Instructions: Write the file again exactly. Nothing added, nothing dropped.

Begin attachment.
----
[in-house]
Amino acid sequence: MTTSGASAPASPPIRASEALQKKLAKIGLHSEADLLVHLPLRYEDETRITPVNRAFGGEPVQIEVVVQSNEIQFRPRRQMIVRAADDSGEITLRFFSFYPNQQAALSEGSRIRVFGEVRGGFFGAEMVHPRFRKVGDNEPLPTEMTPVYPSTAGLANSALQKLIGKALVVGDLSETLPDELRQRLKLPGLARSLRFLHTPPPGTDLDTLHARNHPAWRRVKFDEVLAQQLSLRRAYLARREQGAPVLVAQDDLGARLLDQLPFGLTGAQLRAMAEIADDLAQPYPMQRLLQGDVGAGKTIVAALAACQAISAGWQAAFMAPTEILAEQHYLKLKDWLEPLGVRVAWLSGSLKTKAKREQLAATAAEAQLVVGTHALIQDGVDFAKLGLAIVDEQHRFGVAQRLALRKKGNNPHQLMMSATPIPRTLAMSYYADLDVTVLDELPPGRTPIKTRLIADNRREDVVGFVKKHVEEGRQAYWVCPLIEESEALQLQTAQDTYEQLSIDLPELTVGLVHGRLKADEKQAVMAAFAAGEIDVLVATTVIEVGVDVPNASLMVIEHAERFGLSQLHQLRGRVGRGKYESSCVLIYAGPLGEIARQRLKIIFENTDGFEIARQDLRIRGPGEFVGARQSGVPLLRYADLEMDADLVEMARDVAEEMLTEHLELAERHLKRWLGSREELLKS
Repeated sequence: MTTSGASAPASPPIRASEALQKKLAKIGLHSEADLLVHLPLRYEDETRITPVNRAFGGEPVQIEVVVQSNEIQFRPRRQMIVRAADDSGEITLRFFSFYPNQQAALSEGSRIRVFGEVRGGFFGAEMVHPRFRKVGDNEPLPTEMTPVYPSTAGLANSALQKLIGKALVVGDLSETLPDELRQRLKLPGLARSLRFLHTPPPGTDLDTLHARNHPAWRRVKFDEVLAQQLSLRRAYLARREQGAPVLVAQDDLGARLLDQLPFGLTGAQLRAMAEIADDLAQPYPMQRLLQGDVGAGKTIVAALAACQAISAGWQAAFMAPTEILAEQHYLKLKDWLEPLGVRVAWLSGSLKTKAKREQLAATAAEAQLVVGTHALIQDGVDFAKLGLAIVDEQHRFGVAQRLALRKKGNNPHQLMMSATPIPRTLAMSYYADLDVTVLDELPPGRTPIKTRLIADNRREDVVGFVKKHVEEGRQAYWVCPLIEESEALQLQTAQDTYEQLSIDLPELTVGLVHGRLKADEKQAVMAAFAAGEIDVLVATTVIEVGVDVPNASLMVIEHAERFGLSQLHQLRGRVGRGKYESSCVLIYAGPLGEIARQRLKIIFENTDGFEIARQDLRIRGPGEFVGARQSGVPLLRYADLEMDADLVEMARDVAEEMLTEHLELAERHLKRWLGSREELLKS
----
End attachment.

[in-house]
Amino acid sequence: MTTSGASAPASPPIRASEALQKKLAKIGLHSEADLLVHLPLRYEDETRITPVNRAFGGEPVQIEVVVQSNEIQFRPRRQMIVRAADDSGEITLRFFSFYPNQQAALSEGSRIRVFGEVRGGFFGAEMVHPRFRKVGDNEPLPTEMTPVYPSTAGLANSALQKLIGKALVVGDLSETLPDELRQRLKLPGLARSLRFLHTPPPGTDLDTLHARNHPAWRRVKFDEVLAQQLSLRRAYLARREQGAPVLVAQDDLGARLLDQLPFGLTGAQLRAMAEIADDLAQPYPMQRLLQGDVGAGKTIVAALAACQAISAGWQAAFMAPTEILAEQHYLKLKDWLEPLGVRVAWLSGSLKTKAKREQLAATAAEAQLVVGTHALIQDGVDFAKLGLAIVDEQHRFGVAQRLALRKKGNNPHQLMMSATPIPRTLAMSYYADLDVTVLDELPPGRTPIKTRLIADNRREDVVGFVKKHVEEGRQAYWVCPLIEESEALQLQTAQDTYEQLSIDLPELTVGLVHGRLKADEKQAVMAAFAAGEIDVLVATTVIEVGVDVPNASLMVIEHAERFGLSQLHQLRGRVGRGKYESSCVLIYAGPLGEIARQRLKIIFENTDGFEIARQDLRIRGPGEFVGARQSGVPLLRYADLEMDADLVEMARDVAEEMLTEHLELAERHLKRWLGSREELLKS
Repeated sequence: MTTSGASAPASPPIRASEALQKKLAKIGLHSEADLLVHLPLRYEDETRITPVNRAFGGEPVQIEVVVQSNEIQFRPRRQMIVRAADDSGEITLRFFSFYPNQQAALSEGSRIRVFGEVRGGFFGAEMVHPRFRKVGDNEPLPTEMTPVYPSTAGLANSALQKLIGKALVVGDLSETLPDELRQRLKLPGLARSLRFLHTPPPGTDLDTLHARNHPAWRRVKFDEVLAQQLSLRRAYLARREQGAPVLVAQDDLGARLLDQLPFGLTGAQLRAMAEIADDLAQPYPMQRLLQGDVGAGKTIVAALAACQAISAGWQAAFMAPTEILAEQHYLKLKDWLEPLGVRVAWLSGSLKTKAKREQLAATAAEAQLVVGTHALIQDGVDFAKLGLAIVDEQHRFGVAQRLALRKKGNNPHQLMMSATPIPRTLAMSYYADLDVTVLDELPPGRTPIKTRLIADNRREDVVGFVKKHVEEGRQAYWVCPLIEESEALQLQTAQDTYEQLSIDLPELTVGLVHGRLKADEKQAVMAAFAAGEIDVLVATTVIEVGVDVPNASLMVIEHAERFGLSQLHQLRGRVGRGKYESSCVLIYAGPLGEIARQRLKIIFENTDGFEIARQDLRIRGPGEFVGARQSGVPLLRYADLEMDADLVEMARDVAEEMLTEHLELAERHLKRWLGSREELLKS